Vancouver Maritime Museum & South Asian Studies Institute presents

OPEN HOUSE

A fun community day at the Vancouver Maritime Museum.

Embark on a journey of exploration and education at this family-friendly OPEN HOUSE presented by the Vancouver Maritime Museum and the South Asian Studies Institute.

Engage in a variety of activities such as solving puzzles, creating crafts, colouring captivating scenes, listening to enchanting storytelling sessions, and exploring fascinating archival displays.

We’re delighted to welcome My Name is Saajin Singh author Kuljinder Kaur Brar to the event for a special read-through of her book.

We’ll also welcome a dance performance from the Royal Academy of Punjab where visitors can learn some dance moves too!

Delve into the intriguing world of maritime history and South Asian heritage as you participate in interactive experiences that are both entertaining and enlightening.

Whether you’re a curious child or a history-loving adult, this free event offers something for everyone to enjoy.

Ticket Info 

FREE EVENT
This is a free event, and no ticket is required. Please arrive at the museum and consider making a suggested donation of $5.

Date & Time
Mar. 09, 2024, 11:00am – 3:00pm.

Venue Location
Vancouver Maritime Museum
1905 Ogden Ave
Vancouver, British Columbia V6J 1A3

Age Guide
This is a family event suitable for all ages

About South Asian Studies Institute (SASI)

The South Asian Studies Institute (the Institute) at the University of the Fraser Valley brings together South Asia scholars and students from diverse backgrounds and disciplines to create a nexus point for programs and activities that support our vision. The Institute fosters inter-disciplinary scholarly research, community and public engagement on issues related to South Asia and the Canadian South Asian Diaspora.  

The Institute initiates, directs and implements the development, maintenance and enhancement of scholarship, research and engagement in collaboration with faculty, students and community. The Institute takes direction from UFV’s strategic goals to be a leader of social, cultural, economic and environmentally responsible development in the Fraser Valley 

The Institute is a repository of the pioneering history of the Canadian South Asian Diaspora. We also undertake much needed contemporary research that benefits members of the community, government, organizations and agencies as well as the many facets of academia.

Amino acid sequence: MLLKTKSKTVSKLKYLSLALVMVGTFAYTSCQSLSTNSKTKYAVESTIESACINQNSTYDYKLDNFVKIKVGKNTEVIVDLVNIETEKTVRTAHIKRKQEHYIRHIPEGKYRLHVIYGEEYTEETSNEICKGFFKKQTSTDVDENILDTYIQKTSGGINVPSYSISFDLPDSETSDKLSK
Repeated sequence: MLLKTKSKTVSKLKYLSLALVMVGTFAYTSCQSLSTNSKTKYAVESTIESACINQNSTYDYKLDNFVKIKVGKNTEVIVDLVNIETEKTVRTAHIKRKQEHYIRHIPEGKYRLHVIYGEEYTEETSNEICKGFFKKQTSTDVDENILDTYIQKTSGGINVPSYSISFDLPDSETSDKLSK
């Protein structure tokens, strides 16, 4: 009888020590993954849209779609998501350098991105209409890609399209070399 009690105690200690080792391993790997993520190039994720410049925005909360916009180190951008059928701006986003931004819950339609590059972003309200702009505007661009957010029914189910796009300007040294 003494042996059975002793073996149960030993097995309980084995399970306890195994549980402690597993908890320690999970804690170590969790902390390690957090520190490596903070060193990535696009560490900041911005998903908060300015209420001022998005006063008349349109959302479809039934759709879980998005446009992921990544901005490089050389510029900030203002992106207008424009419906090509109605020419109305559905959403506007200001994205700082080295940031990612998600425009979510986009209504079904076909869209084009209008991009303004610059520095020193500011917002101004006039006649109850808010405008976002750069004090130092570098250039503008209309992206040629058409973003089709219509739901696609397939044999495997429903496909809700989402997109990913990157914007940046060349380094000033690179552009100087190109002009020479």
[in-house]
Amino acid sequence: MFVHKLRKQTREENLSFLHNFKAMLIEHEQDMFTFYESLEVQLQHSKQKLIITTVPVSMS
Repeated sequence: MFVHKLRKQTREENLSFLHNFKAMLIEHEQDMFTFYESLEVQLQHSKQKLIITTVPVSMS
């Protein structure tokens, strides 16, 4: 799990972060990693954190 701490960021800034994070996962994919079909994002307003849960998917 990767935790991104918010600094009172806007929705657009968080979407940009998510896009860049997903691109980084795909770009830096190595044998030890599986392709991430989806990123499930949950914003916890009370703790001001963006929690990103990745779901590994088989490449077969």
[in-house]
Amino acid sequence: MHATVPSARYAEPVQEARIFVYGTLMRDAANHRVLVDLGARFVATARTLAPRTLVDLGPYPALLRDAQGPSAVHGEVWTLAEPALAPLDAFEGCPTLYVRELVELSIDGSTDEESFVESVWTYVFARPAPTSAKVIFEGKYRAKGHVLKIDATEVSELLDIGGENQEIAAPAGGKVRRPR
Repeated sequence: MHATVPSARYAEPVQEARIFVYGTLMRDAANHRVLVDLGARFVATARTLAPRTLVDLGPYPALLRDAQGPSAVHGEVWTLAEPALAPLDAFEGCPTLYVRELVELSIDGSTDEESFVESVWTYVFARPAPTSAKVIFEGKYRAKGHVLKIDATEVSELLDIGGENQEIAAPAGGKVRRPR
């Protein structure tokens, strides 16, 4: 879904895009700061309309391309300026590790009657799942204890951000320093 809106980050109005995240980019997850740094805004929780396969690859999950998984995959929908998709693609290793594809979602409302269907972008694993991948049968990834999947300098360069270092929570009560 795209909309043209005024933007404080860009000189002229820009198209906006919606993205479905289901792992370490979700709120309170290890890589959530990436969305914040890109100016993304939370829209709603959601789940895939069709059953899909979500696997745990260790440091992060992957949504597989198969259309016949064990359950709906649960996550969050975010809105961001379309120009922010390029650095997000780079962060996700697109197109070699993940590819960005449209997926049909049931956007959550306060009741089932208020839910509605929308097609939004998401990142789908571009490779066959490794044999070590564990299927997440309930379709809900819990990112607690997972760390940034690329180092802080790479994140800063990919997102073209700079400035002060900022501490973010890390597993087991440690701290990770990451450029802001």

The Institute is also a gateway for individuals, organizations and agencies in BC who seek to do business with India and who want to understand the relationships and opportunities between our two countries. This work is undertaken by the BC Regional Innovation Chair on Canada-India Partnership Development. 

About South Asian Canadian Digital Archive (SACDA)

The South Asian Canadian Digital Archive (SACDA), an initiative of the South Asian Studies Institute at the University of the Fraser Valley, is a pan-Canadian digital archive that documents the history and heritage of the South Asian diaspora in Canada. SACDA partners with memory institutions, individuals, families, and organizations to digitize, describe, and provide online public access to heritage materials created by, or relevant to, the South Asian Canadian diaspora. 

About Kuljinder Kaur Brar

Kuljinder is passionate about diverse representation in books and education. She is currently an elementary school teacher in Abbotsford, British Columbia. Kuljinder has a BA in General Studies with a minor in English and business, a Bachelor of Education and a Master’s in Educational Technology from the University of British Columbia. 

 Kuljinder was born and raised in Surrey, British Columbia and currently lives on a farm in Abbotsford, British Columbia. She is the daughter of Sikh immigrants from Punjab, India. Kuljinder is the middle child and grew up with two brothers. She enjoys going on nature walks, playing video/board games with loved ones and eating cheese pizza with extra pineapple topping. 

Kuljinder grew up reading stories with protagonists that she couldn’t connect with. They didn’t look like her or her family. When she began teaching in 2011, she tried looking for books that would represent the diverse backgrounds of all of her students. As the years passed, she was not very successful on her book hunt. 

Kuljinder always dreamed of writing children’s books, but somehow life always got in the way. After having her first child, Kuljinder was driven to change the lack of representation of Sikh protagonists in books. She wanted her children to grow up seeing themselves and their families in the stories they read. When the whole world shut down due to COVID-19, Kuljinder was finally able to focus on what she always dreamed of doing: writing children’s books.

About Royal Academy of Punjabi

 

In 2012, a group of dedicated arts and Punjabi culture enthusiasts created a professional bhangra organization. Royal Academy of Punjab continues to raise the platform of Punjabi Folk Arts through quality programming and events as well as collaborations with the broader community to create awareness and opportunities for fusion, exploration and connection.